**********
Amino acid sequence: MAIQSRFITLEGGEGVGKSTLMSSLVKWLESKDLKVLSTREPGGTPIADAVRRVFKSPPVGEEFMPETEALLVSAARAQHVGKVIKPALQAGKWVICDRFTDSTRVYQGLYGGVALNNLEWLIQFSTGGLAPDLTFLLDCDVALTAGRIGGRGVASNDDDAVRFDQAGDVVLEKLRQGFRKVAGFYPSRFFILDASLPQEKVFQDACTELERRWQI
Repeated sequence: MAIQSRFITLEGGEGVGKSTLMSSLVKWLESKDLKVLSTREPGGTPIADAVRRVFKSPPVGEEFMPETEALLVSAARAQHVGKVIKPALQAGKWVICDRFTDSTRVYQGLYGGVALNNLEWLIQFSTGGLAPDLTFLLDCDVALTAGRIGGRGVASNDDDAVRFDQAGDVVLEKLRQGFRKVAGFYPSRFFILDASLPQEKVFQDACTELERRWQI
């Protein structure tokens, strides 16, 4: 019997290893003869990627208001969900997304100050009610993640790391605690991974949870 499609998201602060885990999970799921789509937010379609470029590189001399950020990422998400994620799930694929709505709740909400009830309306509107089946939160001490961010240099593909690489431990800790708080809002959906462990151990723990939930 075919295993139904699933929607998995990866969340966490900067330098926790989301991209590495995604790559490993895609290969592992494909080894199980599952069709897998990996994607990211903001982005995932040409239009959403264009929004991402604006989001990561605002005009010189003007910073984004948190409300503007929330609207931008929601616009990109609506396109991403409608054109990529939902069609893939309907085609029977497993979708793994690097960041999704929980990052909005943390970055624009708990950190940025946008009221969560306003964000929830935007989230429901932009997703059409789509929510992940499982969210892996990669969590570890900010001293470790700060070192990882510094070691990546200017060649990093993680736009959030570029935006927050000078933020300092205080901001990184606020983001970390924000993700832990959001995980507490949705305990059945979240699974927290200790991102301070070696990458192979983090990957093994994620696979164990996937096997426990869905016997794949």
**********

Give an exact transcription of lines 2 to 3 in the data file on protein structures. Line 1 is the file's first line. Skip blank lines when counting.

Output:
Repeated sequence: MAIQSRFITLEGGEGVGKSTLMSSLVKWLESKDLKVLSTREPGGTPIADAVRRVFKSPPVGEEFMPETEALLVSAARAQHVGKVIKPALQAGKWVICDRFTDSTRVYQGLYGGVALNNLEWLIQFSTGGLAPDLTFLLDCDVALTAGRIGGRGVASNDDDAVRFDQAGDVVLEKLRQGFRKVAGFYPSRFFILDASLPQEKVFQDACTELERRWQI
């Protein structure tokens, strides 16, 4: 019997290893003869990627208001969900997304100050009610993640790391605690991974949870 499609998201602060885990999970799921789509937010379609470029590189001399950020990422998400994620799930694929709505709740909400009830309306509107089946939160001490961010240099593909690489431990800790708080809002959906462990151990723990939930 075919295993139904699933929607998995990866969340966490900067330098926790989301991209590495995604790559490993895609290969592992494909080894199980599952069709897998990996994607990211903001982005995932040409239009959403264009929004991402604006989001990561605002005009010189003007910073984004948190409300503007929330609207931008929601616009990109609506396109991403409608054109990529939902069609893939309907085609029977497993979708793994690097960041999704929980990052909005943390970055624009708990950190940025946008009221969560306003964000929830935007989230429901932009997703059409789509929510992940499982969210892996990669969590570890900010001293470790700060070192990882510094070691990546200017060649990093993680736009959030570029935006927050000078933020300092205080901001990184606020983001970390924000993700832990959001995980507490949705305990059945979240699974927290200790991102301070070696990458192979983090990957093994994620696979164990996937096997426990869905016997794949």